Mother Nature pummels New York City area yet again, forcing nursing home evacuations

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Mother Nature pummels New York City area yet again, forcing nursing home evacuations
Mother Nature pummels New York City area yet again, forcing nursing home evacuations
The residents of four New York City-area adult health care facilities, who were not evacuated for Hurricane Sandy, were forced to move Tuesday before a new storm hit the area Wednesday. State and city health officials said three nursing homes and an adult care center in the Rockaways coastal section were being emptied of staff members and more than 600 residents before the nor'easter hit.

The nor'easter was not expected to be nearly as impactful as Sandy, which hit a week earlier, flooding many areas and causing massive power outages. But health officials said the evacuation was called due to concern about the welfare of first responders and the fact that the facilities already were running on emergency generators. Sandy left more than 400,000 New Jerseyans and 350,000 New Yorkers without power.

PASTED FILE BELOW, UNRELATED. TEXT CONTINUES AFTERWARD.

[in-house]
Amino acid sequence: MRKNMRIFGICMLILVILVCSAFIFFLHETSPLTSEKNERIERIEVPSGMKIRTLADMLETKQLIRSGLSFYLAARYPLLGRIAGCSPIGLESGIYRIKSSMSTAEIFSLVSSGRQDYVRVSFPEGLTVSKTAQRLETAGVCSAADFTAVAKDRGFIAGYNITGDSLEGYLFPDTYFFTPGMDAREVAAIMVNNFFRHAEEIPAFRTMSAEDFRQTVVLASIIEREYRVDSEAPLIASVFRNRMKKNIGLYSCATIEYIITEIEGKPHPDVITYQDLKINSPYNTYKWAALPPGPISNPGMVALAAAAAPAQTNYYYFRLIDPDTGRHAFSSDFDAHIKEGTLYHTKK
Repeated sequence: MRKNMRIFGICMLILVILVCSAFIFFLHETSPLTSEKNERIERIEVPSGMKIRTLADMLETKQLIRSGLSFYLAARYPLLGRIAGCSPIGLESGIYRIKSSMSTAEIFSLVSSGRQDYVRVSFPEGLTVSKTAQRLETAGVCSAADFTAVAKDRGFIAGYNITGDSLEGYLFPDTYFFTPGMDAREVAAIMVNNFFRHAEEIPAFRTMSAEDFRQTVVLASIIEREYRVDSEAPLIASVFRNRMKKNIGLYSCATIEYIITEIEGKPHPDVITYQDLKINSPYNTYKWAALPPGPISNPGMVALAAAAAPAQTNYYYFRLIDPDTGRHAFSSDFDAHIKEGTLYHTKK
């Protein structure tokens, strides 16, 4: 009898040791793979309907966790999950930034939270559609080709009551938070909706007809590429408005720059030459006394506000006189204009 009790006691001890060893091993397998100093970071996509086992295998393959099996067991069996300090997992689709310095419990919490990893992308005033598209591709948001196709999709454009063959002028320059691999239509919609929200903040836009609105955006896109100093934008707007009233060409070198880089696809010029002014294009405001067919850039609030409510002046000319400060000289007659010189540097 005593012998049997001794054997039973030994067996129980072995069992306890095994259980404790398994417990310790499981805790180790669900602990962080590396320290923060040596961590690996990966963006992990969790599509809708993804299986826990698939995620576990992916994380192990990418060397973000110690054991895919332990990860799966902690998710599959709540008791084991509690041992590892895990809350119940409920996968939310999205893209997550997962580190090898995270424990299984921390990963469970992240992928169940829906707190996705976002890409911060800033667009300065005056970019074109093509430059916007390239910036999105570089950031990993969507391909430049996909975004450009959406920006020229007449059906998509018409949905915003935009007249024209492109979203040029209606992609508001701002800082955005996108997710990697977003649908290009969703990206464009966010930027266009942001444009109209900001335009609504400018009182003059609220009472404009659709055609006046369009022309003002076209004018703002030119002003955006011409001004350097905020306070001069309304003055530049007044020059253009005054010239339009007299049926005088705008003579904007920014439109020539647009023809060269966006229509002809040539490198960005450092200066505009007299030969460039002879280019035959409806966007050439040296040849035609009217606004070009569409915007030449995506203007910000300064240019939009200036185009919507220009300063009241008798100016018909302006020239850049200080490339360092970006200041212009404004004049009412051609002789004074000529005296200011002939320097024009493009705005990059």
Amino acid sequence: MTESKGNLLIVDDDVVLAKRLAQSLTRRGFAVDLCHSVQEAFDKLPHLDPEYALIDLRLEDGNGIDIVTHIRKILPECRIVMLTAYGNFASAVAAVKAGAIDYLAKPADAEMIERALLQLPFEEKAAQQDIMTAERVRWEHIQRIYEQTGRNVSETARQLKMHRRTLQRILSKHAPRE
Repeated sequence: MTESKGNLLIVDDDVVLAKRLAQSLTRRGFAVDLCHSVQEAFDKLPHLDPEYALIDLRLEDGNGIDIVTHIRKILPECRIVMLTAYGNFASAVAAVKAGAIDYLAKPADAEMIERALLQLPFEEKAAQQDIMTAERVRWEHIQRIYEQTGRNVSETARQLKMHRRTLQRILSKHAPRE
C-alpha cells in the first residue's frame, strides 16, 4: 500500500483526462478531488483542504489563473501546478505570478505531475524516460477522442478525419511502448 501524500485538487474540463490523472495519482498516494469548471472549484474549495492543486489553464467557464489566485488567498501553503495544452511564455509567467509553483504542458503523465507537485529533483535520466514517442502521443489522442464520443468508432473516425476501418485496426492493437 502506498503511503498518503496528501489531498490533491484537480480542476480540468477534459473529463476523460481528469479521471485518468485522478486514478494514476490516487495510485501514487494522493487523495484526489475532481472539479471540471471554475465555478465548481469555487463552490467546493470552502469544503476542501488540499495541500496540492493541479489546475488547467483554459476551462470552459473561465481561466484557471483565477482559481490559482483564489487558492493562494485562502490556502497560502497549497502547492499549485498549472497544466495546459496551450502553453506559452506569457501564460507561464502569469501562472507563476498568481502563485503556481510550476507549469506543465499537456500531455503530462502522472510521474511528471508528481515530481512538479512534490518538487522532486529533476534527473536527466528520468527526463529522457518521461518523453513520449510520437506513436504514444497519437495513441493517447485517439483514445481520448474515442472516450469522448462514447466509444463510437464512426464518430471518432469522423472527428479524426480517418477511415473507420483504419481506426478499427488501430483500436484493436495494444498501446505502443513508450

A nor'easter is a powerful winter storm caused by strong low-pressure areas in the Gulf of Mexico or off the East Coast. The storm gets its name from the barrage of strong northeast winds, which can reach hurricane speed. Forecasters downgraded original worries but said winds still were expected to hit as high as 50 mph. In addition, snow began to fall in the area Wednesday afternoon, with forecasts of 3 inches in Philadelphia and 1-2 inches in Washington, D.C.

The greater New York City area was under a coastal flood warning and a winter weather advisory until 6 a.m. EST Thursday. There also was a high wind warning through 4 a.m. Thursday.

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